(With the Blastik Project, we’re able to impart our knowledge and educate our neighbors and people from nearby barangays on the importance of waste segregation and recycling. As a Blastik Eco Ranger, I manage and assign the schedule of recyclable collection per area. There are also instances where the barangay proactively contacts us to schedule the pickup in their area.)
Through the Blastik Project, plastic bottles and caps are collected and upcycled into wall tiles, desks, chairs, kitchen cabinets, bowls, plant pots, home decor and more. Some PET bottles, mixed with sachets and plastic bags, are turned into pavers for footwalks and garden footpaths. Other PET bottles were transformed into free-standing walls for six structures in PeacePond while some are used for bottle gardens in the organic farm. Plastic labels are turned into handcrafted wallets, purses, bags, gadget pouches, laptop sleeves and even face mask cases.
“Malaking tulong rin po ang Blastik Project (at Coca-Cola) sa aking pamilya, lalo sa pang araw-araw naming pamumuhay. Dahil dun sa organic garden, nakakakuha kami ng gulay na maaaring ipakain sa aming mga pamilya at binabahagi rin namin ito sa aming mga kapitbahay at kapwa Eco Rangers,” shares Blastik Eco Ranger and PeacePond farmer Junjun Gantes.
(The Blastik Project [and Coca-Cola]greatly helped my family, especially in supporting our daily needs. Through the organic garden in our backyard, we’re able to get fresh produce that we can cook for our family, and we also share the excess vegetables to our neighbors and other Eco Rangers like us.)
The Blastik Project is rapidly expanding because the program is effective and easy to replicate. In fact, the initiative is being replicated in several communities including, but not limited to, over 600 beneficiaries from Bakyas Community in Oringao, Kabankalan, Ellite Ads Corp. Paranaque, and Ellite Ads Corp. Carmona. The Blastik Project also has active partnerships with Seda Hotel in Bacolod City and Southland College in Kabankalan, Negros Occidental.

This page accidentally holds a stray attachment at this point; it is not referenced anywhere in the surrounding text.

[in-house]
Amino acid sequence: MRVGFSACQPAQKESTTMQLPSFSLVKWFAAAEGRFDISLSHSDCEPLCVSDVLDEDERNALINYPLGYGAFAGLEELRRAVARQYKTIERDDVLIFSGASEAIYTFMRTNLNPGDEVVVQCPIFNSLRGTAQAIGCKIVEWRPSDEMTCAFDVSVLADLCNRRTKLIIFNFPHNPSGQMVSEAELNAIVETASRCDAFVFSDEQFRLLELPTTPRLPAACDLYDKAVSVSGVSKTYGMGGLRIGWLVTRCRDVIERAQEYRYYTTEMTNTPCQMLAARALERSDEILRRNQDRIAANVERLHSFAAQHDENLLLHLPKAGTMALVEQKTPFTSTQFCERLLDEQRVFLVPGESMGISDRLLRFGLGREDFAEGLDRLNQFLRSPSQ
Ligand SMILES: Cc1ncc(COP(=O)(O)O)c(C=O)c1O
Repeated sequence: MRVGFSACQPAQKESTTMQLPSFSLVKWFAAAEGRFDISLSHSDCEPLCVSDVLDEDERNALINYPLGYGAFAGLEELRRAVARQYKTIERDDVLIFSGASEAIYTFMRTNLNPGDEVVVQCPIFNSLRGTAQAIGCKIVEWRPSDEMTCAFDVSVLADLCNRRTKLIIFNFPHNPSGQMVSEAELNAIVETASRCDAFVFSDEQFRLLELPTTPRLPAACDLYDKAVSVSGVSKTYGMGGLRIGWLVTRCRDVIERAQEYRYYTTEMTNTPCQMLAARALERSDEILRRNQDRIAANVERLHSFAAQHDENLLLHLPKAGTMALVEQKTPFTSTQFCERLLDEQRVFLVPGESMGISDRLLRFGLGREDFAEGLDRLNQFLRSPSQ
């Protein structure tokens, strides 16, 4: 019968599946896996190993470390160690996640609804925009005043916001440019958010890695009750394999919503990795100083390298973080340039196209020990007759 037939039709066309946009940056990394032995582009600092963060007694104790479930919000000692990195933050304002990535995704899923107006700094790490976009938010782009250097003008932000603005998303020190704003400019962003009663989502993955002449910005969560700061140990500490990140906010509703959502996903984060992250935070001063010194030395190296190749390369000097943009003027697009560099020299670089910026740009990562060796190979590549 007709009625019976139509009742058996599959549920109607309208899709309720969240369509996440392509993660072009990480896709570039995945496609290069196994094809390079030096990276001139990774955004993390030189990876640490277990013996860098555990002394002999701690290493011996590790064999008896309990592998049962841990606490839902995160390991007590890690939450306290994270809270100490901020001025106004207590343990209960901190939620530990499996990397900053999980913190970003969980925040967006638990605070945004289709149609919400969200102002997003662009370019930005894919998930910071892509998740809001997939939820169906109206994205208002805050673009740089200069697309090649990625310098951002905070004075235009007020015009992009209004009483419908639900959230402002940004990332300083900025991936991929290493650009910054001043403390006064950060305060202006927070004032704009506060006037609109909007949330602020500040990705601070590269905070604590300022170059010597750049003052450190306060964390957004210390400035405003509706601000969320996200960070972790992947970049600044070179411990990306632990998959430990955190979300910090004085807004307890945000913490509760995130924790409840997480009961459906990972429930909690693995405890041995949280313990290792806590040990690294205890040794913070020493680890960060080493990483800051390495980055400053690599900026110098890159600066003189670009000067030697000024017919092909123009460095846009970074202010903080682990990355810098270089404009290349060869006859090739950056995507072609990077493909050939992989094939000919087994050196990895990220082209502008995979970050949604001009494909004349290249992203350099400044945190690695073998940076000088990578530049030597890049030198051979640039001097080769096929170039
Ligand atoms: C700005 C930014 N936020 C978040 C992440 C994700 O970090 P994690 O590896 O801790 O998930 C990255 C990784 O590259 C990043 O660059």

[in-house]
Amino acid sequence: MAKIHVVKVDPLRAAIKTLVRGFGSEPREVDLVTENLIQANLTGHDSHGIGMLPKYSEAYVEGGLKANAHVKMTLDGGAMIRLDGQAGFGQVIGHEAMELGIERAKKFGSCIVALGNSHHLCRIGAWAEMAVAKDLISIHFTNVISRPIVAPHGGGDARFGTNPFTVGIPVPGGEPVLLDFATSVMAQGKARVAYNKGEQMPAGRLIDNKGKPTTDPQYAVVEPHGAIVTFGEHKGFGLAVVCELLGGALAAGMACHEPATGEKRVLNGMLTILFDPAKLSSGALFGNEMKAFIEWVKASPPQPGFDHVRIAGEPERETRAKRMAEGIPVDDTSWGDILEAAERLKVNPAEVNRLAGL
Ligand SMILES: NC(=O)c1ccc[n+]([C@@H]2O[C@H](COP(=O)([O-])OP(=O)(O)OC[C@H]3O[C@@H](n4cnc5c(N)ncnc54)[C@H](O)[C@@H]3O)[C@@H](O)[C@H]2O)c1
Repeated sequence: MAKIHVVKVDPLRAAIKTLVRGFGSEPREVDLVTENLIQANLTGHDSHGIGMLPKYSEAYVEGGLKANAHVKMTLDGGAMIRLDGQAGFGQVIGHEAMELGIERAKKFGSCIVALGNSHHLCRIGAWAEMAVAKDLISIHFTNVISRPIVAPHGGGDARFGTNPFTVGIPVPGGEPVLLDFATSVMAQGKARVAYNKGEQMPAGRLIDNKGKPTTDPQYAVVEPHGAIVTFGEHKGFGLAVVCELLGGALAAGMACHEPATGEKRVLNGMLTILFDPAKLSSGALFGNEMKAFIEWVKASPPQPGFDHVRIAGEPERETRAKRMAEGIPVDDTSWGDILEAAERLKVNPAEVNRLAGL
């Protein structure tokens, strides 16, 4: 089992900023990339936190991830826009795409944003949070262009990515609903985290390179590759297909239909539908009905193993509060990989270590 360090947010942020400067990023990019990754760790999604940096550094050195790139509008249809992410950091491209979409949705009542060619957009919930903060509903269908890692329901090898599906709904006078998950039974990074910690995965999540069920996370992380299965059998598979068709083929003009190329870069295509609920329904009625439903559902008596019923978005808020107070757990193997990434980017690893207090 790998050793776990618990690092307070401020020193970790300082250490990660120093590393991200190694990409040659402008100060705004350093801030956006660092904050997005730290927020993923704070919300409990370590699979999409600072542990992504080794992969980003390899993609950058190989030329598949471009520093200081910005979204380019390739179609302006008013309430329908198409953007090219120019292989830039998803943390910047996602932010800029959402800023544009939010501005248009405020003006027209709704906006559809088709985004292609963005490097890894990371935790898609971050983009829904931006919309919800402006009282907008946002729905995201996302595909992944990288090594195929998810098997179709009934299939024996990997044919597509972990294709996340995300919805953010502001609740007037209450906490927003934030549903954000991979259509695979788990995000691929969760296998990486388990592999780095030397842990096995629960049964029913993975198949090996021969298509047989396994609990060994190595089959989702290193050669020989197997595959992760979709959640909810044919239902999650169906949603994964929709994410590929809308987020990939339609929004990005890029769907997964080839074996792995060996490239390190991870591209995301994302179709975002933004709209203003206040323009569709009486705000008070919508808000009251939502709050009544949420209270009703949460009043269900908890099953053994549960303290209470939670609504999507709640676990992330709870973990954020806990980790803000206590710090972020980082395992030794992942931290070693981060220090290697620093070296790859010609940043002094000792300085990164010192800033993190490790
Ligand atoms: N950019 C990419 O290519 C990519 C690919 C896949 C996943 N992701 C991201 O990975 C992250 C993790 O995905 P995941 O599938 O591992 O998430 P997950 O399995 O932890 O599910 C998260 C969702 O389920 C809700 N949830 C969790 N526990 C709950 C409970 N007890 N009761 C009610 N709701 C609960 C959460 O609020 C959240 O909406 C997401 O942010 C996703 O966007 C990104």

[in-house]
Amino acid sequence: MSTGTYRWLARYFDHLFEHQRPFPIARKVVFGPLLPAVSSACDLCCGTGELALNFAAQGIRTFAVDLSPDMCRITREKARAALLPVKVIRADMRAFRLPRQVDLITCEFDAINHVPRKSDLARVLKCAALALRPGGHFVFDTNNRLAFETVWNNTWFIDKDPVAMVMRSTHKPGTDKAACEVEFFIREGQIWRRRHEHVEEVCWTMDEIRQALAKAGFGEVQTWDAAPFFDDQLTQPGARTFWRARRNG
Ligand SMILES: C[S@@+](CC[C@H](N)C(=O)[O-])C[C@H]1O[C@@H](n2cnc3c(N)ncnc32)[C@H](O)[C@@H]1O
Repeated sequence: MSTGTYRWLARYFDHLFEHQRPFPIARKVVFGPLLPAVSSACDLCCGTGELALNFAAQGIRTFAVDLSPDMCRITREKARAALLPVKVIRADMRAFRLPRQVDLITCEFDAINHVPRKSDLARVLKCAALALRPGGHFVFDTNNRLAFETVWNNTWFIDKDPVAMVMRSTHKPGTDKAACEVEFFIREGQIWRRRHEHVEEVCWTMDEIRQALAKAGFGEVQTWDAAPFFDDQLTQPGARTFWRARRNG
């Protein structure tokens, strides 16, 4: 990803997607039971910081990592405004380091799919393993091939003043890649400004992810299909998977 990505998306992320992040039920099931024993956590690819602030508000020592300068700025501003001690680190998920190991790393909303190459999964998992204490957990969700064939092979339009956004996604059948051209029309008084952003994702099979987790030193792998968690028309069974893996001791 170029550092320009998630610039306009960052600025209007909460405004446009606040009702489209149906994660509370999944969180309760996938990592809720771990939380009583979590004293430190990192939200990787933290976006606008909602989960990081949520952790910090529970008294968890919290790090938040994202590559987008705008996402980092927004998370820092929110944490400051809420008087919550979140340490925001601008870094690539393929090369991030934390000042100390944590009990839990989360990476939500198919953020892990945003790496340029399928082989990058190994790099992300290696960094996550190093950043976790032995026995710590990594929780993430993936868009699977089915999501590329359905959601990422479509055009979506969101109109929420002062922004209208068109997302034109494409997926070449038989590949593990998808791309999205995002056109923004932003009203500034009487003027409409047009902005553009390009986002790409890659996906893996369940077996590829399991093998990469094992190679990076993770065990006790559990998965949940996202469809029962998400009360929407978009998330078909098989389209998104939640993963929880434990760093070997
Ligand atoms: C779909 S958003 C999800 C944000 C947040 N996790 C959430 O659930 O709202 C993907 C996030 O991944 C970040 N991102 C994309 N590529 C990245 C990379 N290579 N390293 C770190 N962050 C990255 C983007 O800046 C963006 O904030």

A Promising Future
Even with the challenges presented by the pandemic, the Blastik Project has collected, processed and recycled approximately 15,422 kilos (or a little more than 17 tons) of mixed bottles, bottle caps, sachets, and plastic labels.
Coca-Cola is a company known for its innovation, whether in product development, brand building, or facilitating positive change in the community. As the world evolves and modernizes, opportunities for environmental protection and innovation also arise. With projects like the Blastik Project and over 40 more zero-waste communities supported by the Coca-Cola Foundation Philippines, communities are increasingly seeing the value of plastic waste segregation and recycling.
“We are happy and excited about the Blastik Project’s initial success,” shares Cecile Alcantara, president of Coca-Cola Foundation Philippines. “The Coca-Cola Foundation Philippines will continue to partner with like-minded organizations and communities, supporting initiatives towards a world without waste.”
Read more about the World Without Waste vision of Coca-Cola and their initiatives at https://www.coca-colacompany.com/reports/business-environmental-social-governance-report-2020 and watch the Coca-Cola and Blastik Project partnership HERE. To get updated on what Coca-Cola is doing in the Philippines, follow the Facebook official page.